, Volume 288, Issue 6, pp 1329-1339
Date: 18 Jun 2013

Laparoscopic supracervical hysterectomy (LSH) versus total laparoscopic hysterectomy (TLH): an implementation study in 1,952 patients with an analysis of risk factors for conversion to laparotomy and complications, and of procedure-specific re-operations

Rent the article at a discount

Rent now

* Final gross prices may vary according to local VAT.

Get Access

Abstract

Purpose

To compare laparoscopic supracervical hysterectomy (LSH) with total laparoscopic hysterectomy (TLH) with regard to relevant surgical parameters and risk factors of conversion to laparotomy and complications.

Methods

This prospective, open, single-center, interventional study included women with benign gynecologic disease who underwent standardized LSH or TLH. The techniques were compared for conversion rate and mean operating time, hemoglobin drop, hospital stay, and complication rates using descriptive statistics and standard non-parametric statistical tests. Risk factors of conversion and complications were identified by logistic regression analysis.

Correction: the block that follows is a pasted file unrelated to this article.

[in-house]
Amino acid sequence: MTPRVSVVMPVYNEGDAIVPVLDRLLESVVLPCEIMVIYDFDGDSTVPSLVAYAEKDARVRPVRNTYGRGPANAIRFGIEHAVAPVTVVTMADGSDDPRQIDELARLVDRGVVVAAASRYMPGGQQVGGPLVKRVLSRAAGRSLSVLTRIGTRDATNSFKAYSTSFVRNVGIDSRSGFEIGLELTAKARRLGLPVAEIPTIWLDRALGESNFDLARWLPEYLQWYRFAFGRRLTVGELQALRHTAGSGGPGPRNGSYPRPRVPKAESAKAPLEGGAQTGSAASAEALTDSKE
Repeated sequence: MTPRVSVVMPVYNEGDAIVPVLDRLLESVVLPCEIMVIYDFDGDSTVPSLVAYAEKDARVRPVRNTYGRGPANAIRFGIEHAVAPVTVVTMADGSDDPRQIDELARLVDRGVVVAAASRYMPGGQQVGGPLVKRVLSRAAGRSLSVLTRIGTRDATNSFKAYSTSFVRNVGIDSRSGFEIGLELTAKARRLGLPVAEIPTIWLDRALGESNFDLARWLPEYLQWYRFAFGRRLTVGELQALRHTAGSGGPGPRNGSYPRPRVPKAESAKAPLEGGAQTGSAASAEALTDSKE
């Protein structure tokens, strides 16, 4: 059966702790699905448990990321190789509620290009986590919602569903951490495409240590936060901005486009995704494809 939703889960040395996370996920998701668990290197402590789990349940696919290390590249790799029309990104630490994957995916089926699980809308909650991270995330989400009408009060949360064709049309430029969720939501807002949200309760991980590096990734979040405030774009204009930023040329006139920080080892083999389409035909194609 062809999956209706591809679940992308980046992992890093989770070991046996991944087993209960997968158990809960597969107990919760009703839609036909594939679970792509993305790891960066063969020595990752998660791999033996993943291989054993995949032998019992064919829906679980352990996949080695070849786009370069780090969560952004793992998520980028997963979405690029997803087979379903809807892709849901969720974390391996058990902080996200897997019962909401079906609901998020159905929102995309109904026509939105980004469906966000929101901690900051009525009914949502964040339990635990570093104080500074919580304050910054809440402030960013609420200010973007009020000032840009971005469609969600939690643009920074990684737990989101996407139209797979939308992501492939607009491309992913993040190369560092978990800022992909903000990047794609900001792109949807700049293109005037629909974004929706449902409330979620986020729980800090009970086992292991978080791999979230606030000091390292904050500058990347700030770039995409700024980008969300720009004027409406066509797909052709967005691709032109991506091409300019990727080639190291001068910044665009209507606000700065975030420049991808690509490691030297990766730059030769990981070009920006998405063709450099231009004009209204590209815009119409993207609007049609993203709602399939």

Results

During January 2003 to December 2010, 1,952 women [mean age (SD): 47.5 (7.2) years] underwent LSH [1,658 (84.9 %)] or TLH [294 (15.1 %)], mostly (>70 %) for uterine fibroids. Significant differences in surgical parameters were observed for conversion rate (LSH/TLH: 2.6/6.5 %), mean operating time [87 (34)/103 (36) min], hemoglobin drop [1.3 (0.8)/1.6 (1.0) g/dL], and hospital stay [4.3 (1.5)/4.9 (2.8) days]. Overall intraoperative (0.2/0.7 %) and long-term (>6 weeks) post-operative (0.8/1.7 %) complication rates did not differ significantly, but the short-term LSH complication rate was significantly lower (0.6 vs. 4.8 %). Spotting (LSH, 0.2 %) and vaginal cuff dehiscence (TLH, 0.7 %) were long-term method-specific complications. Logistic regression showed that uterine weight and extensive adhesiolysis were significant factors for conversion while previous surgery, age, and BMI were not. Major risk factors of short-term complications were age, procedure (LSH/TLH), and extensive adhesions.

Conclusions

Both procedures proved effective and were well tolerated. LSH performed better than TLH regarding most outcome measures. LSH is associated with very low rates of re-operation and spotting.